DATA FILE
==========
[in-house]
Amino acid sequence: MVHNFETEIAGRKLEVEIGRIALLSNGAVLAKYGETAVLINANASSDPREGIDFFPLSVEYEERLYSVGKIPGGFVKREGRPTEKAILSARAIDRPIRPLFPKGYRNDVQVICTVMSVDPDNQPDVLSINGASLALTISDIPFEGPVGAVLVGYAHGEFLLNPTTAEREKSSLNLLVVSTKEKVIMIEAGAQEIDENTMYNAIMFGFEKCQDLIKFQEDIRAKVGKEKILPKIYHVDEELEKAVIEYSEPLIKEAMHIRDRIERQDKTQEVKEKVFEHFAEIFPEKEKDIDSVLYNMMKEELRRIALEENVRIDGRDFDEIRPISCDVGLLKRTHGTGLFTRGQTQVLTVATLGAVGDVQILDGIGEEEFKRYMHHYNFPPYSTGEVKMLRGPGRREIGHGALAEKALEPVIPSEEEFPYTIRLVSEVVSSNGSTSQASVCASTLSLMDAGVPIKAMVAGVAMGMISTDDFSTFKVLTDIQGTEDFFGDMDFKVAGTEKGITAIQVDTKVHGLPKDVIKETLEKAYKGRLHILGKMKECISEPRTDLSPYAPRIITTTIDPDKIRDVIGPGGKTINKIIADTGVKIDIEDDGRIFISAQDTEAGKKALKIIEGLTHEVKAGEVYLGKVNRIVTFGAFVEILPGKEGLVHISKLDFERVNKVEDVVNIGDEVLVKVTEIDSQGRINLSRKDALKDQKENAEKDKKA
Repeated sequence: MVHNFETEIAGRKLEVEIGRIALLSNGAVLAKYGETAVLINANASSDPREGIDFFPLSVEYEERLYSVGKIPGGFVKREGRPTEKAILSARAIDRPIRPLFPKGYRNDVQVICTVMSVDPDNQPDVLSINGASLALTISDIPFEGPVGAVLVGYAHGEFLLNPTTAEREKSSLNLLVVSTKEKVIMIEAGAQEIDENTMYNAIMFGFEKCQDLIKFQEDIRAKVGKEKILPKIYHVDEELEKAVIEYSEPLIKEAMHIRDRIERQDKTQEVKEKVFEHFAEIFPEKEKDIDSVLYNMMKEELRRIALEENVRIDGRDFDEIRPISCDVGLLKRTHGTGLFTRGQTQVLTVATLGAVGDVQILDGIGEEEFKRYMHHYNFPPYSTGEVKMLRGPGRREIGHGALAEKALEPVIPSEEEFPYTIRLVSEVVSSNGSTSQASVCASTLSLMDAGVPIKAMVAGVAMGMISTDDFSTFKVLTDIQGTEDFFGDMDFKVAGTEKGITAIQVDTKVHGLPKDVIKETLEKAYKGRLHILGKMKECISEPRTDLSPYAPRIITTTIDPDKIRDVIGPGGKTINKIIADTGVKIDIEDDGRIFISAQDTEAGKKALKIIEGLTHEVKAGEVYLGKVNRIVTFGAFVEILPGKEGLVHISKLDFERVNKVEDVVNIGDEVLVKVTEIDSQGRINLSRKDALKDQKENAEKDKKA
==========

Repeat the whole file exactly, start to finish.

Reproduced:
[in-house]
Amino acid sequence: MVHNFETEIAGRKLEVEIGRIALLSNGAVLAKYGETAVLINANASSDPREGIDFFPLSVEYEERLYSVGKIPGGFVKREGRPTEKAILSARAIDRPIRPLFPKGYRNDVQVICTVMSVDPDNQPDVLSINGASLALTISDIPFEGPVGAVLVGYAHGEFLLNPTTAEREKSSLNLLVVSTKEKVIMIEAGAQEIDENTMYNAIMFGFEKCQDLIKFQEDIRAKVGKEKILPKIYHVDEELEKAVIEYSEPLIKEAMHIRDRIERQDKTQEVKEKVFEHFAEIFPEKEKDIDSVLYNMMKEELRRIALEENVRIDGRDFDEIRPISCDVGLLKRTHGTGLFTRGQTQVLTVATLGAVGDVQILDGIGEEEFKRYMHHYNFPPYSTGEVKMLRGPGRREIGHGALAEKALEPVIPSEEEFPYTIRLVSEVVSSNGSTSQASVCASTLSLMDAGVPIKAMVAGVAMGMISTDDFSTFKVLTDIQGTEDFFGDMDFKVAGTEKGITAIQVDTKVHGLPKDVIKETLEKAYKGRLHILGKMKECISEPRTDLSPYAPRIITTTIDPDKIRDVIGPGGKTINKIIADTGVKIDIEDDGRIFISAQDTEAGKKALKIIEGLTHEVKAGEVYLGKVNRIVTFGAFVEILPGKEGLVHISKLDFERVNKVEDVVNIGDEVLVKVTEIDSQGRINLSRKDALKDQKENAEKDKKA
Repeated sequence: MVHNFETEIAGRKLEVEIGRIALLSNGAVLAKYGETAVLINANASSDPREGIDFFPLSVEYEERLYSVGKIPGGFVKREGRPTEKAILSARAIDRPIRPLFPKGYRNDVQVICTVMSVDPDNQPDVLSINGASLALTISDIPFEGPVGAVLVGYAHGEFLLNPTTAEREKSSLNLLVVSTKEKVIMIEAGAQEIDENTMYNAIMFGFEKCQDLIKFQEDIRAKVGKEKILPKIYHVDEELEKAVIEYSEPLIKEAMHIRDRIERQDKTQEVKEKVFEHFAEIFPEKEKDIDSVLYNMMKEELRRIALEENVRIDGRDFDEIRPISCDVGLLKRTHGTGLFTRGQTQVLTVATLGAVGDVQILDGIGEEEFKRYMHHYNFPPYSTGEVKMLRGPGRREIGHGALAEKALEPVIPSEEEFPYTIRLVSEVVSSNGSTSQASVCASTLSLMDAGVPIKAMVAGVAMGMISTDDFSTFKVLTDIQGTEDFFGDMDFKVAGTEKGITAIQVDTKVHGLPKDVIKETLEKAYKGRLHILGKMKECISEPRTDLSPYAPRIITTTIDPDKIRDVIGPGGKTINKIIADTGVKIDIEDDGRIFISAQDTEAGKKALKIIEGLTHEVKAGEVYLGKVNRIVTFGAFVEILPGKEGLVHISKLDFERVNKVEDVVNIGDEVLVKVTEIDSQGRINLSRKDALKDQKENAEKDKKA